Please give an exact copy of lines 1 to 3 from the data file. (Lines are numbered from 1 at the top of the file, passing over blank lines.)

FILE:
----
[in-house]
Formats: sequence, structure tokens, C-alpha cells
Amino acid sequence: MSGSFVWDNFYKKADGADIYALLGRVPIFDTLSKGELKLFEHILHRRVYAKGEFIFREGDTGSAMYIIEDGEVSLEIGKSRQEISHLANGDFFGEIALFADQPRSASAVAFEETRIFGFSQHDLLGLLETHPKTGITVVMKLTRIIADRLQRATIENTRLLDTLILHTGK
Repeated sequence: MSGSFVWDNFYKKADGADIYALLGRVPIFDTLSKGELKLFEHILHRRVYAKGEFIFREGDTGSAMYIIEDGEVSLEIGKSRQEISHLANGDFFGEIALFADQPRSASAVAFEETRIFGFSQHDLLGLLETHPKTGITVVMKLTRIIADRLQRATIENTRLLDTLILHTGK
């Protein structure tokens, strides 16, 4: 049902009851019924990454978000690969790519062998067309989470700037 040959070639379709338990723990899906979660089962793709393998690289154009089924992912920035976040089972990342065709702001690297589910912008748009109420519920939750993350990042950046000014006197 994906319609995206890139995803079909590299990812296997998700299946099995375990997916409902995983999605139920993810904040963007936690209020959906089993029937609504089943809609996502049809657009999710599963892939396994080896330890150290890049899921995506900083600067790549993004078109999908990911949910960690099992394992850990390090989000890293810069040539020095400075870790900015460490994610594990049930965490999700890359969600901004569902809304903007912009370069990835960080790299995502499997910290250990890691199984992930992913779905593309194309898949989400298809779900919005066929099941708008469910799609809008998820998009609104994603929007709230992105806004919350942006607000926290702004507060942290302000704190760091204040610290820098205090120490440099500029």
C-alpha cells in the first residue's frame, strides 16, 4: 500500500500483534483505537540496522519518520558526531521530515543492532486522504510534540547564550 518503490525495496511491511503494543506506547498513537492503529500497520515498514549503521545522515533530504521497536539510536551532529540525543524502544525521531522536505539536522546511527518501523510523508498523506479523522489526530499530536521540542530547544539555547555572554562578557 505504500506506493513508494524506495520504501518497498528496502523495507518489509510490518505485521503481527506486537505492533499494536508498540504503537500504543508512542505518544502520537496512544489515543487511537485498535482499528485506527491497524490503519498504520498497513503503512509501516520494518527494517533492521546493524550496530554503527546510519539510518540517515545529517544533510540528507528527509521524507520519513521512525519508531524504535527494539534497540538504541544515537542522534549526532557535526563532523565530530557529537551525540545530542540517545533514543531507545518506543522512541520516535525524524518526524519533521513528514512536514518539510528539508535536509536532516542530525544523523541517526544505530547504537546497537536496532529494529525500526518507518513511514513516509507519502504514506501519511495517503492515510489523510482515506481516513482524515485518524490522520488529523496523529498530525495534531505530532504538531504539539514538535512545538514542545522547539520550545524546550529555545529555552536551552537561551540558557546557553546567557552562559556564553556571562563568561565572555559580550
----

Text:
[in-house]
Formats: sequence, structure tokens, C-alpha cells
Amino acid sequence: MSGSFVWDNFYKKADGADIYALLGRVPIFDTLSKGELKLFEHILHRRVYAKGEFIFREGDTGSAMYIIEDGEVSLEIGKSRQEISHLANGDFFGEIALFADQPRSASAVAFEETRIFGFSQHDLLGLLETHPKTGITVVMKLTRIIADRLQRATIENTRLLDTLILHTGK